Smaller electric pulse hits the spot for DNA vaccines

DNA vaccines are safe, easy to manufacture and stable, but they don't always trigger a good enough immune response. Inovio Pharmaceuticals' ($INO) solution to this problem, combining an injection into the skin with a low-current electric pulse, has gotten DNA into skin cells in animal studies, with a good immune response.

The electric pulse disrupts the cell membrane (known as electroporation), letting the DNA into the cell, where it can trigger the immune system. Targeting the skin cells has a number of advantages: The injections are less invasive and painful and the immune response in skin cells is very good and very broad.

As the researchers say in the paper in Human Gene Therapy: "Optimizing electroporation conditions is a balance between increasing expression to drive immunogenicity and inducing inflammation that can negatively impact tolerability." They tried a number of different currents of electric pulse in the animals and found (perhaps surprisingly) that using a lower current electric pulse actually triggered better antibody and T cell responses to an HIV DNA vaccine than a higher current pulse. It also (perhaps less surprisingly) caused lower levels of inflammation in the skin.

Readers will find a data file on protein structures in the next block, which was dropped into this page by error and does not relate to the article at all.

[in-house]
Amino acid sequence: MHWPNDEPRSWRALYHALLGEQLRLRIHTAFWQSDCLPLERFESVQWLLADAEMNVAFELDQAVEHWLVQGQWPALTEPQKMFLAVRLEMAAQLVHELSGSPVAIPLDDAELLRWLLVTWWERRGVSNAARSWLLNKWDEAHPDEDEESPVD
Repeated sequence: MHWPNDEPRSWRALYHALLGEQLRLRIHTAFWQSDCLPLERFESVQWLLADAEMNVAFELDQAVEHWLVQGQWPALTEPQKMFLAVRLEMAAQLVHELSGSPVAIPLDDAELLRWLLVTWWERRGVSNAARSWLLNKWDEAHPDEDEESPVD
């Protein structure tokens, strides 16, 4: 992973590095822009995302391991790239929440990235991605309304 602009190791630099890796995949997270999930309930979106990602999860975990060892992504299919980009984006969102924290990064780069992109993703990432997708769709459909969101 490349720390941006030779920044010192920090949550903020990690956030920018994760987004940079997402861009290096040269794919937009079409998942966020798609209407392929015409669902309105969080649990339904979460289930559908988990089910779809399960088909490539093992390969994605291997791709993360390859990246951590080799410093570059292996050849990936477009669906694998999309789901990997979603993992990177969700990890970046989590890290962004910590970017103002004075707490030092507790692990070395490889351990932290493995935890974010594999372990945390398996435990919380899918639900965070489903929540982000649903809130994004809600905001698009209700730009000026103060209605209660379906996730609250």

These findings could lead to physicians being able to use lower doses of vaccine, cutting the cost and side effects, as well as increasing the number of vaccine targets. This is good news for the company's HIV and flu vaccines, both in Phase I trials. However, it's important to remember that these are still early stage studies.

- read the press release
- see the paper